Manish Patel’s company has only been on Drupal for about six months. Why did they make the switch? His company was acquired by a private equity firm that stalled development. His team owned a proprietary, niche CMS. “The primary CMS we were using was very specialized, and the company we got acquired by decided they’re not going to continue to develop on that,” Patel said. “And our old platform was very restrictive. The future roadmap was Drupal-based, but we didn’t have the time or patience to wait.”

Though it’s too early to recognize the impact of the Drupal installation, Patel told CMSWire he’s excited that Acquia as a host can accelerate development of the Drupal platform. He was happy to hear themes of working in smaller teams during Acquia Engage.

“Our teams are sometimes stuck in the waterfall traditional project management,” Patel said. “There are requirements and everything needs to be pixel perfect before it’s gone to a developer. Nothing irks me more than when a developer comes to me and says, ‘I don’t have enough to do.’” 

Kasper Retvig, Senior Sales Manager, Ameex Technologies

Headshot of Kasper Retvig, who discussed integrations in Drupal vs. other web content management systems at Acquia Engage.
Kasper Retvig

Kasper Retvig and Ameex come at DX execution from the implementer side, helping marketers and CX teams work with technologies like Acquia’s. He and colleague Ranga Srinivasan, president, CTO and co-founder, discussed the importance of integrations such as commerce and content. With Drupal, they agreed, users can choose their own commerce platform instead of having to live with a proprietary vendor solution.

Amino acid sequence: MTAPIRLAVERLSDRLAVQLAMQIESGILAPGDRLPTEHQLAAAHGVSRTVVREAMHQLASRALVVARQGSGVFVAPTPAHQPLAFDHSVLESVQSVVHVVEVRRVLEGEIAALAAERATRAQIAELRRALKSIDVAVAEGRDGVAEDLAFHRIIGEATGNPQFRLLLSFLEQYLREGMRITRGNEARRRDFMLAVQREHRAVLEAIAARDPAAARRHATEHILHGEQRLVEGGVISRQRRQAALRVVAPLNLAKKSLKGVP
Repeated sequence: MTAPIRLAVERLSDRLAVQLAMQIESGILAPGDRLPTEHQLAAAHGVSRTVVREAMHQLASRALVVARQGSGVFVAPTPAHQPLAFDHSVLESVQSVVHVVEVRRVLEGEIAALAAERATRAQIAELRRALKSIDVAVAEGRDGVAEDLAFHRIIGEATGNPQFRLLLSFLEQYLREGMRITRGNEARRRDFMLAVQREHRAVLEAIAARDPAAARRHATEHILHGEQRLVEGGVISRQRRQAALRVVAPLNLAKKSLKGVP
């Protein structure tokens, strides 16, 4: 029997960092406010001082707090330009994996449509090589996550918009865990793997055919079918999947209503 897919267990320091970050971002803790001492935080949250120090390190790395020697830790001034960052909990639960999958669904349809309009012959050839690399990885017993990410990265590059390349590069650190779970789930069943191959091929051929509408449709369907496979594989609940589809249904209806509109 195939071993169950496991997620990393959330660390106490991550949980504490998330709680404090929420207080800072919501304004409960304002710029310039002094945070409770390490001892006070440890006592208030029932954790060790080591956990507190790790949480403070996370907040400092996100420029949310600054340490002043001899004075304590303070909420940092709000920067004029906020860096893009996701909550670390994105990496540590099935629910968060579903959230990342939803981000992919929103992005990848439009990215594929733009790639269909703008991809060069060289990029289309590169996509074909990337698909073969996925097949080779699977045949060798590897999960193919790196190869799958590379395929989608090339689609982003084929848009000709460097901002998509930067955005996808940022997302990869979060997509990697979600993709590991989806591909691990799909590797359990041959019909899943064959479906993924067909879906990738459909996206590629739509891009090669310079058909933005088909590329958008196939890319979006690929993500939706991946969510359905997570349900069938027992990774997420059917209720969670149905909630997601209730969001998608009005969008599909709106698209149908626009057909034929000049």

“The big beneift of the Drupal Community is you can uses tools and components you want to integrate,” said Retvig, who was formerly with Episerver. "It doesn’t make sense to integrate a commerce solution to a solution that already has commerce.” Although, Srinivasan cautioned that not all integrations will be easy since it depends on which version your CMS sits.

Holly St. Clair, Chief Digital Officer, Mass.Gov

Headshot Holly St. Clair, who discussed Mass.Gov's migration to Drupal web content management system.
Holly St. Clair

Holly St. Clair came into a project where her team’s government website was operating under a CMS that was “sunsetting.” It went with Acquia and Drupal and embarked on a complete redesign for the Bay State’s website. They plan to migrate to Drupal 8 from Drupal 7. 

The big appeal? Open-source. Further, the state government’s digital team could collaborate with other state governments that were also Drupal shops, such as Georgia’s. "The collaboration aspect was huge," St. Clair said.

When asked about challenges with the current platform, St. Clair shared that most of the digital team’s challenges come in the people and processes arena, not technical.